Chargeback Ratio: What It Is And How You Calculate It

Apr 05, 2022

One of the many challenges that merchants must face when they first open up their business is chargebacks. Given the nature of the online business structure, the higher propensity for fraud due to card-not-present transactions, and simply not having adequate systems in place to address them, chargebacks are going to be a repeat occurrence. 

The key to keeping your business out of trouble is to prevent them from happening too often. Both card networks and acquirers don’t want to do business with merchants who are plagued with fraud and a negative reputation. 

They use a merchant’s chargeback ratio as a metric to determine whether they want to end the business relationship or enforce more stringent restrictions in order to rectify this behavior.

What Is A Chargeback Ratio?

Known as a chargeback-to-transaction ratio or a CTR, a chargeback ratio is calculated by taking the number of chargebacks that the acquirer has received for a merchant in a certain month, and dividing that by the number of sales transactions processed by that merchant, the month prior. 

As a rule, most card brands require that the chargeback ratio be less than 1 percent. If merchants exceed this threshold, they will be placed in a “high-risk” or “excessive chargeback” monitoring program. Merchants do have four months to try to reduce their chargeback ratio before any additional fees and fines are charged. 

If they fail to reduce the chargeback ratio, they will incur more fees on every chargeback as well as monthly fines until they reduce their chargeback ratio back to an acceptable percentage. If the merchant is unable to fulfill this requirement, they will lose their processing privileges with that provider. 

For example, Mastercard’s Excessive Chargeback Program requires that every acquiring bank provide monthly reports, specifying all activities of any merchant that is listed. For every bank report, they charge from $50 to $300. If these reports are not filled out, penalties as high as $1,000 can be issued for every report.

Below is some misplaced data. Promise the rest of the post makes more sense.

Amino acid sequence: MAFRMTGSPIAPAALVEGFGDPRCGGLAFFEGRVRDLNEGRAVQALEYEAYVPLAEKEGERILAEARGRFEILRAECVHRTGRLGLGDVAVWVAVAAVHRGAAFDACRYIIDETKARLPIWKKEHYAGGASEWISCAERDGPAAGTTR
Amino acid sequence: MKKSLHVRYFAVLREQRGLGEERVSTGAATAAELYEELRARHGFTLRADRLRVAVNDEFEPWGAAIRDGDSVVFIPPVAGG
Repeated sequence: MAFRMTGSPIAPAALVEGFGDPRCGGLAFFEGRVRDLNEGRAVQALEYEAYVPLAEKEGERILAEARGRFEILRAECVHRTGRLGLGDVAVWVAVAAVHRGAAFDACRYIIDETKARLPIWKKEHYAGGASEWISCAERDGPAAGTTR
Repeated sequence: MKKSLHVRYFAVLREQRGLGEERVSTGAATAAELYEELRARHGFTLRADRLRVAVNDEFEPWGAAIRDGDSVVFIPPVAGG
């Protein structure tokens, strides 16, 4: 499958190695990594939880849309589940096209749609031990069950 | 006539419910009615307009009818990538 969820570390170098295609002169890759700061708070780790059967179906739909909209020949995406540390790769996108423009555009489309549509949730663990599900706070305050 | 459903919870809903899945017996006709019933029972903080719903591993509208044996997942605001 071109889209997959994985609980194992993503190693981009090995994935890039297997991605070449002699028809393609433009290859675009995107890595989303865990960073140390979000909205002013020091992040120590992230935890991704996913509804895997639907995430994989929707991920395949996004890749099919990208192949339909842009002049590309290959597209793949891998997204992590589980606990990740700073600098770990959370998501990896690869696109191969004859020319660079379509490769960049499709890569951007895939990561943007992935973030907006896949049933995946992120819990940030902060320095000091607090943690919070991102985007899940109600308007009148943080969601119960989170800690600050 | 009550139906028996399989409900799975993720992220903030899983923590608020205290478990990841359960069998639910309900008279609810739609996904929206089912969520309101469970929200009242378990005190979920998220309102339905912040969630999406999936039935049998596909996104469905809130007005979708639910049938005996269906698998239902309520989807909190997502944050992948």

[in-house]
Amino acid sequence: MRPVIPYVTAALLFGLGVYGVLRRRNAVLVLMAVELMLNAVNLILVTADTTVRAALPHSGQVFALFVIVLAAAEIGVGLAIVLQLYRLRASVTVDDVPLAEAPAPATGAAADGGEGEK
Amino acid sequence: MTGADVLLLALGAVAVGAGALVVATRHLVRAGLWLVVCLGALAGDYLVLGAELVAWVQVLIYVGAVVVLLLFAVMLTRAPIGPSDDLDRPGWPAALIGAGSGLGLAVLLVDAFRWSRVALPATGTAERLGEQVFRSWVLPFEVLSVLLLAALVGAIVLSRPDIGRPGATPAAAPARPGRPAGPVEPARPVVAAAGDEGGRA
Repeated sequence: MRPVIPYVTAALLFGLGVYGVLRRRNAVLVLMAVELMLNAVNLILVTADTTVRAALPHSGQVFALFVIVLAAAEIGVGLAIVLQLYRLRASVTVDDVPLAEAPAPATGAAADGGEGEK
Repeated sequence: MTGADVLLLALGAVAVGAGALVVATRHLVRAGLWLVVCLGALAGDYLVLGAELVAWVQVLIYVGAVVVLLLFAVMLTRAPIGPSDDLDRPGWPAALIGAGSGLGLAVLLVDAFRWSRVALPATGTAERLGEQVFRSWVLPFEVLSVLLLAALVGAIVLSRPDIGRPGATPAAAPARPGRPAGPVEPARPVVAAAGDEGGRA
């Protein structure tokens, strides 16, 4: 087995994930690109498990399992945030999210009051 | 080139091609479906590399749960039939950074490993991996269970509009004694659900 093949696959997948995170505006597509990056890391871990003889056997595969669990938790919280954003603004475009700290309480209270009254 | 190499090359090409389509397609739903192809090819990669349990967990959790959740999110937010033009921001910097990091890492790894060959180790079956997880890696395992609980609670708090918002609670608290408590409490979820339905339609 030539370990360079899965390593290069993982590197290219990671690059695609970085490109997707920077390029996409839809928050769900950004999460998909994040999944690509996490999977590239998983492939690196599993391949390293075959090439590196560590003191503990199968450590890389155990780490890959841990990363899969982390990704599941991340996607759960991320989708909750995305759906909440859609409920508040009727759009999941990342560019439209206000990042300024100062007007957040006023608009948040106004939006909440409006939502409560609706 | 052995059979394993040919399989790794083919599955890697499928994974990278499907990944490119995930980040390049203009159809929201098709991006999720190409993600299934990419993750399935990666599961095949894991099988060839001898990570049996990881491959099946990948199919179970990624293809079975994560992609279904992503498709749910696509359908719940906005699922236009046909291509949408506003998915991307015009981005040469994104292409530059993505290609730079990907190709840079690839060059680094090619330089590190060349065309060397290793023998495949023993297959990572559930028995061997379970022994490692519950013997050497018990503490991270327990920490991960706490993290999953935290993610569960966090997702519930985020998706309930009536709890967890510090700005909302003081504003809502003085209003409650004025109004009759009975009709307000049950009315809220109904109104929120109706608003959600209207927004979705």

Visa’s Fraud Monitoring Program charges its merchants within the “high-risk tier” almost $100 for every chargeback incurred.

Even though these steep fees are directed toward the acquiring banks, these same banks will pass on the costs to the merchants as service fees. It won’t take long for these penalties and fees to add up to surpassing the acceptable chargeback rate. 

How To Lower The Chargeback Ratio

In order to avoid the costly consequences tied to having a high chargeback ratio, the best plan of action is to prevent them. Some of the key actions to take include having an ample refund policy, implementing a robust fraud protection program, and offering outstanding and available customer service. Chargeback alerts are a more sophisticated method that can prove vital to notify you of this suspicious activity. 

You must also ensure that you are following industry standards and the issuer’s regulations for authorization codes. The customer journey should also be carefully examined, looking to correct any roadblocks within your sales processes.